Furthermore this argument makes me question...why can't males look up to female superheroes? If you're argument rests on the fact that gender is irrelevant why can't a boy look up to a female superhero? This reeks of a double standard. It essentially says, "women should be happy idolizing men." or that "Of the genders men are more worthy of being role models." Which is offensive, untrue, and asssssssss backward!

The reason many females do not read comics is because females often find a western comic is just not welcoming to women. The women are drawn to be over sexualized, are given slutty costumes, and are once again typically defined by a man. Nothing wrong with a slutty costume, but when art constantly depicts a vast number of women so sexually it does not embrace sexuality, but it makes a statement that women must be overtly sexual to be interesting. These costumes aren't even sexual, they're trying to be sexual, but in the end they come across of juvenile attempts to target teenage boys and drive away women(along with some men) who aren't comfortable with that. This isn't about slut shaming or women wearing what they want. Most of the artists are men and they don't draw women in reasonable costumes or to empower them often. There are many ways toe be comfortable with your sexuality and not flaunt it. A truly comfortable person, whose personality isn't overtly sexual, doesn't just flaunt their body without a reason.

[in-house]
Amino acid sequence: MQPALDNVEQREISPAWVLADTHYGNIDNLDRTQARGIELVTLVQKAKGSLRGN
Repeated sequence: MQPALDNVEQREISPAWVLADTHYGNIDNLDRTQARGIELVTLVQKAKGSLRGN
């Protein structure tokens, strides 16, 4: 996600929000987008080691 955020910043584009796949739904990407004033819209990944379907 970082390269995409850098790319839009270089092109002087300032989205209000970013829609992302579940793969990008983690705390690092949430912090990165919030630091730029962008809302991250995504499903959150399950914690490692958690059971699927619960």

Starfire is a wonderful character, but how do you give a teenager a Starfire comic and say "Live up to her kindness and goodness" when those are not the things the art, which is part of the story, focuses on. Starfire's people believed in openness and wore revealing clothes because of that fact, providing a good reason to her outfits. Yet artists enjoyed abusing this by portraying her in pornographic poses for posters and art. George Perez and early Titans artists avoided this and focused on her beauty as a person by drawing attention to her face as well as her body. In some art you are immediately stuck by how kind her eyes are and how soft her smile is. You know she is filled with love and just wants to make sure everyone is happy like she is. Yet she is often reduced to her body, her face plain and the vibrancy gone with past artists. She's only one and far better off than the Barbwire, Witchblade, Lady Death, or the Star Saphire's of Green Lantern. It is worth noting the Star Saphire costumes tend to be on the revealing side on average unlike most other Lanterns, as though their representing of love is the same as lust because they are an all female core. Ultimately these characteristics drive away women, and even men because there is a complete lack of diversity in what it means to be sexy and a woman. Ultimately what these artists and editors tell us is that to be a woman, a powerful one, your sexuality must be present not for yourself but for everyone else because you are not valid enough to not be eye candy. It's insulting to men and women in dozens of different ways leaving very few happy except those who only want ass and titties. Essentially everyone loses.